I am fascinated by the science of appetite control (because I know it is the holy grail for weight control), and this study really grabbed my attention. In this investigation, Yale scientists learned that when our brains detect a drop in blood glucose (glucose is the only source of fuel for brain cells), several distinct changes take place in critical areas of the brain involved in appetite regulation. These specific brain changes ultimately drive us to eat and make it more difficult to consciously control powerful impulses emanating from the brain’s pleasure centers to seek food.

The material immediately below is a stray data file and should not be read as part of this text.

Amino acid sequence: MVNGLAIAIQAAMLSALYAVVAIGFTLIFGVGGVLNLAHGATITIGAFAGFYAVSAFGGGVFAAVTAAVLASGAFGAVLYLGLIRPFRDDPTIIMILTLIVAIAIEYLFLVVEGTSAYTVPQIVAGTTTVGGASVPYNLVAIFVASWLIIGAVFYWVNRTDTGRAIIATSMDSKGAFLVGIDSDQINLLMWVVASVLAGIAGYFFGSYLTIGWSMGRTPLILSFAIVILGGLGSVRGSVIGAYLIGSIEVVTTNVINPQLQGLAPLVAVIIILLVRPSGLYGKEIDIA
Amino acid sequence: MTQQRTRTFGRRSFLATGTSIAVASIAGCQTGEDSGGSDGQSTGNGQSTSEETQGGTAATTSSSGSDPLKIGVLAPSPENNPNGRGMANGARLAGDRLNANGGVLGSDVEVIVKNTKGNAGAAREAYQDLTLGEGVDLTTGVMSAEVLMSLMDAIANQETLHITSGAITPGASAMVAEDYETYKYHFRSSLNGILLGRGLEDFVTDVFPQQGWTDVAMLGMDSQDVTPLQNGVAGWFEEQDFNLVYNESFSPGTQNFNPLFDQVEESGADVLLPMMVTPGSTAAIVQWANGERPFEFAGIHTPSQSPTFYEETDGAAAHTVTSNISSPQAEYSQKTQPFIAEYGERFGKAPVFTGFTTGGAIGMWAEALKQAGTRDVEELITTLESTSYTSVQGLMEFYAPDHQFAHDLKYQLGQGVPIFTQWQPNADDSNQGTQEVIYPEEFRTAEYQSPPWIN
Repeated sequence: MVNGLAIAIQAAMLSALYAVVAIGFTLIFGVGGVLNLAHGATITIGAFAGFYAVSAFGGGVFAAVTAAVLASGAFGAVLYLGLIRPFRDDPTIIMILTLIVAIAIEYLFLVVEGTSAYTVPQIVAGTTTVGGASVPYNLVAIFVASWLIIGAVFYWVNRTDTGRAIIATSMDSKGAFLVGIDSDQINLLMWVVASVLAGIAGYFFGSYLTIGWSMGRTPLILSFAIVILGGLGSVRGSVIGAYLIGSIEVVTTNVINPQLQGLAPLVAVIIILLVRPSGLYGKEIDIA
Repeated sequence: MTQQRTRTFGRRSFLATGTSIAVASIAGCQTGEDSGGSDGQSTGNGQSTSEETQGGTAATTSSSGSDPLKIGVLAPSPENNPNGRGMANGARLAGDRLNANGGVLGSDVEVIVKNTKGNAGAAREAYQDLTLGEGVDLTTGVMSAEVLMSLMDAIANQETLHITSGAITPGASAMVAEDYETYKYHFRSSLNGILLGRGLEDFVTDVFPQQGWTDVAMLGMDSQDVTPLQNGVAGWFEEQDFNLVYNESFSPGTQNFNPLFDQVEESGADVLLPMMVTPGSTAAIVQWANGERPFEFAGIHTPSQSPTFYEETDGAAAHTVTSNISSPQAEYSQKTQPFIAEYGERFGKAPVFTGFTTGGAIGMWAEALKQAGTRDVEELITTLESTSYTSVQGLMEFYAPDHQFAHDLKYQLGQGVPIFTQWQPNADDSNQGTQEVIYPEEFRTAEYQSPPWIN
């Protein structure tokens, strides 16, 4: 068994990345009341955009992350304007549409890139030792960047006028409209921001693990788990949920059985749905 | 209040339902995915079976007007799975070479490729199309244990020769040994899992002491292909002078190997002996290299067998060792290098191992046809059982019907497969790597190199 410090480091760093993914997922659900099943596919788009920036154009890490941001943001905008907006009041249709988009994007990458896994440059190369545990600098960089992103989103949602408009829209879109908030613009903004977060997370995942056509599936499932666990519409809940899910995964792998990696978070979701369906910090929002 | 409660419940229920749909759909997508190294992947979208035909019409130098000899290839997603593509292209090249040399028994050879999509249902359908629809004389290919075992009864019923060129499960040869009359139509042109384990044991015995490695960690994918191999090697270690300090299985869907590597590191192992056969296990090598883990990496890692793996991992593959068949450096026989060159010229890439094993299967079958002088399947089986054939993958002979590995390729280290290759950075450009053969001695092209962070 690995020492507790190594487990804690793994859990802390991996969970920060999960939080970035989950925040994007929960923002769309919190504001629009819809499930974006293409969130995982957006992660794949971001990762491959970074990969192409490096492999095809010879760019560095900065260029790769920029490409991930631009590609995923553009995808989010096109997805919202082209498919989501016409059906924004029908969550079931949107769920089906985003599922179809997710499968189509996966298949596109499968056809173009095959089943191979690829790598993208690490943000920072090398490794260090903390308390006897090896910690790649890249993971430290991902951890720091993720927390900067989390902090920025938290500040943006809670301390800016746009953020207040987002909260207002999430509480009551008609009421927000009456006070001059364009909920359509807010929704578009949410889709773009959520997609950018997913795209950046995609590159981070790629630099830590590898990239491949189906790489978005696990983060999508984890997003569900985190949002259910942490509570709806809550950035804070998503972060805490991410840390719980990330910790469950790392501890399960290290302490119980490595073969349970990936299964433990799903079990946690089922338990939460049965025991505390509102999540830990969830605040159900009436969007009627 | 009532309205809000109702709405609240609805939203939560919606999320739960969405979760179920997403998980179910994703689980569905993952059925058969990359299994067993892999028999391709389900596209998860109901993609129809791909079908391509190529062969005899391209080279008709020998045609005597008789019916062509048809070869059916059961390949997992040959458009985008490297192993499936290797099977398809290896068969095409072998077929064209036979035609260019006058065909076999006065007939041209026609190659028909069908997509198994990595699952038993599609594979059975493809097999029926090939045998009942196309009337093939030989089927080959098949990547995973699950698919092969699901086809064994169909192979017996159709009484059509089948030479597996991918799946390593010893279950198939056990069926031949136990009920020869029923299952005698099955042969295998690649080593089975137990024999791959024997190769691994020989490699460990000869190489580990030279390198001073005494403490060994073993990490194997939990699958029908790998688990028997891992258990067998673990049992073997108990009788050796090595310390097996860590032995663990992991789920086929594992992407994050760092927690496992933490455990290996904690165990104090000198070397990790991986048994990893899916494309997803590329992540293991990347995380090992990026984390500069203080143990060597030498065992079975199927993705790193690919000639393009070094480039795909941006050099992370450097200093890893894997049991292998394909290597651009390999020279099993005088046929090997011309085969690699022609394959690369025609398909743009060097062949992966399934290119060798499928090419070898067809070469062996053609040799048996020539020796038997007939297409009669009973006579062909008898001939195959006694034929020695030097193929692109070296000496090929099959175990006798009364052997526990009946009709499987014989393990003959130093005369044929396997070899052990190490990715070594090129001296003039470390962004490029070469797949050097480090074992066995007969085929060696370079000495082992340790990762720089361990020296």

To perform this study, the investigators manipulated the blood glucose levels of study subjects and simultaneously monitored activity in various regions of their brains using functional MRI scans. When blood glucose levels dropped, strong signals to eat were generated in the reward areas of the brain, while opposing signals from the prefrontal cortex areas of the brain were blunted. These “go eat now” impulses were especially pronounced if the study subjects were shown pictures of high calorie foods. In obese study subjects, this precarious response was notably dramatic. (Journal of Clinical Investigation, October 2011)
The important take-aways from this study are:
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